Defence Minister Judith Collins has described the previous Labour government as somewhat anti-American, but is refusing to explain why she holds that view.
Collins made the comment while speaking to reporters about the AUKUS security arrangement between Australia, the UK and the US.
She expressed her disappointment more was not done to include New Zealand in the second pillar of the arrangement, which is focused on information sharing and defence technologies.
She signalled the coalition government’s interest in participating in the second pillar.
“I think it was a real opportunity lost by the previous government but … they’ve always had something of an anti-American stance.”
When later asked to elaborate, Collins said “well, I think most people would realise that there was quite an anti feeling”.
She said her position was based on “a lot of time in politics and listening a lot,” but refused to name a decision or policy introduced by the previous government which was anti-American.
“I’m not answering… that one. What I am saying is that their general feeling towards the United States has been somewhat negative.”
Labour leader Chris Hipkins said Collins should explain her comments.
“Our government had a very strong relationship with the American government, I don’t think there is any real evidence to back that up.”
Hipkins suggested his government could not have done much more to be involved with AUKUS.
“We made it clear right at the beginning, we’re certainly happy to talk to the AUKUS partners about what pillar two might involve … at this point they are still shaping up what pillar two actually looks like.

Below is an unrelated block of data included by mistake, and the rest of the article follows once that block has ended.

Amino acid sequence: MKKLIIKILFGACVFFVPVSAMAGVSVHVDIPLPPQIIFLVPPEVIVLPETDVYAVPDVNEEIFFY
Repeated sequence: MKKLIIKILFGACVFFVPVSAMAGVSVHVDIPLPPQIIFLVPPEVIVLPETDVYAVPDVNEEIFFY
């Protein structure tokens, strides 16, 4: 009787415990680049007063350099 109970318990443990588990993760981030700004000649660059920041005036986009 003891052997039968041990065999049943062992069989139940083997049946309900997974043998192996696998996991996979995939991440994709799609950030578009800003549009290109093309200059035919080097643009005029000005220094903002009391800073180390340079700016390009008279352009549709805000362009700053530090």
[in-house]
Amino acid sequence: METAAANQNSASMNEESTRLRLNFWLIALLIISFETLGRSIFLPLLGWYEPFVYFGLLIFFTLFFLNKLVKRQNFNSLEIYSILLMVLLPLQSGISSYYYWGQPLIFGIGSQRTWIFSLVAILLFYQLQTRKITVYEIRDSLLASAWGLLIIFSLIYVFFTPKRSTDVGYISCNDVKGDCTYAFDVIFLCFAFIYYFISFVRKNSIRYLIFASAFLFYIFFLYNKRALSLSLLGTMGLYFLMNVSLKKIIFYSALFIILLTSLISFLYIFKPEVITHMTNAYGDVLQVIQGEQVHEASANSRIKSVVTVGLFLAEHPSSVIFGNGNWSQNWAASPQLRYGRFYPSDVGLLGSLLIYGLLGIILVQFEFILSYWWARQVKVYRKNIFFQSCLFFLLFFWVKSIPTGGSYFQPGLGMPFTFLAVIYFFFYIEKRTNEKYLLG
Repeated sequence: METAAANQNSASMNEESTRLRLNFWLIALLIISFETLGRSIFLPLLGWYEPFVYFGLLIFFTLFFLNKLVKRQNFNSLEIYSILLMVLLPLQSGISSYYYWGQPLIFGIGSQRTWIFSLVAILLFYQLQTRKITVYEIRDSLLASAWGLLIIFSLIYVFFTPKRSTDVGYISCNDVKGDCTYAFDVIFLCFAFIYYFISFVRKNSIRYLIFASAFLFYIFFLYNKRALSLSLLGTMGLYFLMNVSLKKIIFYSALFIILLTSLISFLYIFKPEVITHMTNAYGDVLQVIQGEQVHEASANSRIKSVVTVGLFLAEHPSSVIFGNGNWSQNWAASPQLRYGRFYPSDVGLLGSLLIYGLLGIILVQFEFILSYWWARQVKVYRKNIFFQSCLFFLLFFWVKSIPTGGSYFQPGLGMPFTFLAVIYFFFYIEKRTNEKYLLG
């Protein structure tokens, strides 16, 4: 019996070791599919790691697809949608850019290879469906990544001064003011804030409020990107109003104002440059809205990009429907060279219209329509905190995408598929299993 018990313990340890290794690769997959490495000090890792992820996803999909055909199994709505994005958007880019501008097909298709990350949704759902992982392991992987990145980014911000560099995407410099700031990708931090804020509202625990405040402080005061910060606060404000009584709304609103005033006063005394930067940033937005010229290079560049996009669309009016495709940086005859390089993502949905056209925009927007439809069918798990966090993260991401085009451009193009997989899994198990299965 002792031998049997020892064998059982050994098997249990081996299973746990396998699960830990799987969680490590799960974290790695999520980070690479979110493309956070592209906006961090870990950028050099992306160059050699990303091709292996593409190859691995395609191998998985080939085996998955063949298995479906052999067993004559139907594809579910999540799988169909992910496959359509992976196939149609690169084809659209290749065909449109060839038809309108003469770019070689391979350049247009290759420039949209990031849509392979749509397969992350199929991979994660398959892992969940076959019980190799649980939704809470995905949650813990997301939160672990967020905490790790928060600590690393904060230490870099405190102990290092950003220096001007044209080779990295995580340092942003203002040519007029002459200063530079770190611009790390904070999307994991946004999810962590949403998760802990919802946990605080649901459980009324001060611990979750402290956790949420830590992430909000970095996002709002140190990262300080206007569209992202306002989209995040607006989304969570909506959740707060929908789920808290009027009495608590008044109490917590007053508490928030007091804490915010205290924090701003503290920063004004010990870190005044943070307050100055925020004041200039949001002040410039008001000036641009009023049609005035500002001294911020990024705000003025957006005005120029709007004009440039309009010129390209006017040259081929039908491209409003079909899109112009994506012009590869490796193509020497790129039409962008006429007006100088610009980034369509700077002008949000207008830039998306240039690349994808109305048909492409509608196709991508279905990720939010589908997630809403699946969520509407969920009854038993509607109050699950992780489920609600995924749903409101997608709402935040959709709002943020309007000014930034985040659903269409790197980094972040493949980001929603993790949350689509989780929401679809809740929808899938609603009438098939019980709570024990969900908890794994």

“We certainly left the door open to having conversations about it but at this point I don’t think the AUKUS partners necessarily have finalised what pillar two looks like yet.”
On Monday night, Foreign Affairs Minister Winston Peters promised closer co-operation with New Zealand’s security partners, in a speech to diplomats.
New Zealand would “vigorously refresh” engagement with Australia, the United States, Canada, and the United Kingdom, as well as increasing focus on Asia – including India and Southeast Asia, Peters said.
“New Zealand’s approach to national security will be deliberate, focused on being positioned to act early and prevent threats and challenges, wherever possible. And focused on building resilience and readiness when prevention is not possible.”
This would include reinvigorating defence engagement with the United States and other Five Eyes partners, “as well as with other key security partners in the region and beyond”.
Peters today said his speech was not influenced by a belief the previous government was anti-American.
“It picks up on the Pacific Reset of 2018 and we’re going forward with a sense of urgency and with the knowledge of those influences and those countries around the world who can best help our economic progress.”
Source : RNZ